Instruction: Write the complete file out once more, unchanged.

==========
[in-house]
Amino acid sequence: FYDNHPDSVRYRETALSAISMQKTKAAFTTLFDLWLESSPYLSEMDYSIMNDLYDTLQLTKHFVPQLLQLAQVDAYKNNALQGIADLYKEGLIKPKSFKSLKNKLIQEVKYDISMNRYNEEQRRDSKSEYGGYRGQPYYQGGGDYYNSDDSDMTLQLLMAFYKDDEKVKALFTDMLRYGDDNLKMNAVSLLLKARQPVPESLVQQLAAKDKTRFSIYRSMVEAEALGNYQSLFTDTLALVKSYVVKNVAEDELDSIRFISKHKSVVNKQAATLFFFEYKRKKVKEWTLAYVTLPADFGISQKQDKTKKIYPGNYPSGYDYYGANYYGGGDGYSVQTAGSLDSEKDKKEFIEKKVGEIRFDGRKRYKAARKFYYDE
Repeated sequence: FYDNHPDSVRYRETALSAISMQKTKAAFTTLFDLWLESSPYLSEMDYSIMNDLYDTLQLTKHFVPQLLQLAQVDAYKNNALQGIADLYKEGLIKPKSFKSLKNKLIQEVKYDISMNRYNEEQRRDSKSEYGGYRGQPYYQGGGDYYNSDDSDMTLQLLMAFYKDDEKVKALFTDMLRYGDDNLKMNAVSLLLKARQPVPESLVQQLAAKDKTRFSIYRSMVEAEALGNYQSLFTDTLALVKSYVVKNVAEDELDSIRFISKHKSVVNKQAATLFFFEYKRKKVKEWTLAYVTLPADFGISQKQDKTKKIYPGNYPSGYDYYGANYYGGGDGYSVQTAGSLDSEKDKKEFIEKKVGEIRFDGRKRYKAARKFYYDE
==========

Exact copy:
[in-house]
Amino acid sequence: FYDNHPDSVRYRETALSAISMQKTKAAFTTLFDLWLESSPYLSEMDYSIMNDLYDTLQLTKHFVPQLLQLAQVDAYKNNALQGIADLYKEGLIKPKSFKSLKNKLIQEVKYDISMNRYNEEQRRDSKSEYGGYRGQPYYQGGGDYYNSDDSDMTLQLLMAFYKDDEKVKALFTDMLRYGDDNLKMNAVSLLLKARQPVPESLVQQLAAKDKTRFSIYRSMVEAEALGNYQSLFTDTLALVKSYVVKNVAEDELDSIRFISKHKSVVNKQAATLFFFEYKRKKVKEWTLAYVTLPADFGISQKQDKTKKIYPGNYPSGYDYYGANYYGGGDGYSVQTAGSLDSEKDKKEFIEKKVGEIRFDGRKRYKAARKFYYDE
Repeated sequence: FYDNHPDSVRYRETALSAISMQKTKAAFTTLFDLWLESSPYLSEMDYSIMNDLYDTLQLTKHFVPQLLQLAQVDAYKNNALQGIADLYKEGLIKPKSFKSLKNKLIQEVKYDISMNRYNEEQRRDSKSEYGGYRGQPYYQGGGDYYNSDDSDMTLQLLMAFYKDDEKVKALFTDMLRYGDDNLKMNAVSLLLKARQPVPESLVQQLAAKDKTRFSIYRSMVEAEALGNYQSLFTDTLALVKSYVVKNVAEDELDSIRFISKHKSVVNKQAATLFFFEYKRKKVKEWTLAYVTLPADFGISQKQDKTKKIYPGNYPSGYDYYGANYYGGGDGYSVQTAGSLDSEKDKKEFIEKKVGEIRFDGRKRYKAARKFYYDE